Recipe

Instructions

  1. Combine all ingredients with ice and stir vigorously
  2. Strain into a chilled coupe
  3. Garnish with orange peel

Harry Craddock and the American Bar at the Savoy are cocktail icons, but before Craddock stole the gig, Ada Coleman helmed the bar. “Coley” was a rare female force in the traditionally male dominated world of mixology. Perhaps her most famous contribution to the Savoy’s repertoire, still on the menu today, is the Hanky Panky. As the story goes, she crafted this cocktail to please a regular patron’s Martini habit, inspiring him to howl “By Jove! This is the real hanky-panky!” Looking further into the etymology of the phrase, it is not innuendo, but instead a “claim of trickery, deception, fraud, (or) hocus-pocus”. We aren’t certain this was a positive review, regardless, it caught on. Some cocktails gain popularity for their easy sipping, and some for their polarizing flavor.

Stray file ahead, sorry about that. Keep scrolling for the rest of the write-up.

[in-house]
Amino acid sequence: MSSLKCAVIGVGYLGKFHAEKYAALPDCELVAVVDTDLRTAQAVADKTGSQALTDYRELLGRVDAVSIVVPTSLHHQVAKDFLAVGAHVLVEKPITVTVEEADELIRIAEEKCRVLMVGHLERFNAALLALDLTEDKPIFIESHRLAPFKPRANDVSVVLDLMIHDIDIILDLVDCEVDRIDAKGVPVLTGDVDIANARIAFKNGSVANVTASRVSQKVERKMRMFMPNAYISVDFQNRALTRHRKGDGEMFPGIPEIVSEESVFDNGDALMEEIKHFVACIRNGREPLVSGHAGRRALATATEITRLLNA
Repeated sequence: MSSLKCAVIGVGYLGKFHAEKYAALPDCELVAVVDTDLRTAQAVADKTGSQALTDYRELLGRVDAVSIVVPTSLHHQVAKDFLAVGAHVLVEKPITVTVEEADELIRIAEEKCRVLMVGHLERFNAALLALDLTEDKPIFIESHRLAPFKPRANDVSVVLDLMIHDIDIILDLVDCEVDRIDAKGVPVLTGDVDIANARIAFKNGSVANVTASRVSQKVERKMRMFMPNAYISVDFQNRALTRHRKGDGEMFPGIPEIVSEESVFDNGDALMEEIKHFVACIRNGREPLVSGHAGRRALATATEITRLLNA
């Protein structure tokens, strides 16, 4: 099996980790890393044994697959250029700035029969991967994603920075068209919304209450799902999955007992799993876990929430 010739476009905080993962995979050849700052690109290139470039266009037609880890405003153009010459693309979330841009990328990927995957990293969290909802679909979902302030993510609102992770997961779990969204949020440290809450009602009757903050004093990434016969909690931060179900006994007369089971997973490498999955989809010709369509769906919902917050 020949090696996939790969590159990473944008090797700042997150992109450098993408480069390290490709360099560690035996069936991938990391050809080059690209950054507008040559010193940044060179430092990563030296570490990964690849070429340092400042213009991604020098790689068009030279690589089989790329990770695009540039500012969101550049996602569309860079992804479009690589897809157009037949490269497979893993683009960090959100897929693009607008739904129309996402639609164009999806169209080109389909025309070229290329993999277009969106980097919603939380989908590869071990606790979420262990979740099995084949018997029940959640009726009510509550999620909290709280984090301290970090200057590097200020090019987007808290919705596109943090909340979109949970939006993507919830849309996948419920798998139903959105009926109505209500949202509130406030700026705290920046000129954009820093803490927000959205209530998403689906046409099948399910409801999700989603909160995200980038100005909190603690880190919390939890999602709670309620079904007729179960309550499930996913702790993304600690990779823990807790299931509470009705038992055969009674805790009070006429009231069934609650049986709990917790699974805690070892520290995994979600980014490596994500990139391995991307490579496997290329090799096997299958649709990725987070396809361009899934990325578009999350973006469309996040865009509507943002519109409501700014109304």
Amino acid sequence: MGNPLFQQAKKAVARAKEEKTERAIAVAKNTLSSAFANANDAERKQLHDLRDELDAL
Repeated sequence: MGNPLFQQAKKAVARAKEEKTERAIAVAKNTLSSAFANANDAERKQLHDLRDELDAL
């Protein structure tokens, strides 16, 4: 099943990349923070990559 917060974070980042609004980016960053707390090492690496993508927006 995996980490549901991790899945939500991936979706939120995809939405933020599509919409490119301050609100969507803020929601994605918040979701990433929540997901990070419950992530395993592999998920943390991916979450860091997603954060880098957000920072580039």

The Hanky Panky is essentially a punched up Martini featuring the anything but subtle Fernet: an amaro whose black licorice and menthol notes dramatically alter the simple classic. While searching for alternatives to the classic Fernet Branca, we stumbled across Fernet-Vallet. Perhaps less suited to sipping, this Mexican interpretation is ideal for mixing. This variation provides a slightly more subtle bitterness, further tamed by the sweet acidity of the accompanying orange. This is a drink for friends with adventurous tastes.

Proper stirring is essential to making the Hanky Panky palatable. Fernet will dominate other ingredients and requires a healthy dose of water for dilution and blending. A good, long swizzle will release enough water to yield a frosty, smooth, and much more enjoyable cocktail.

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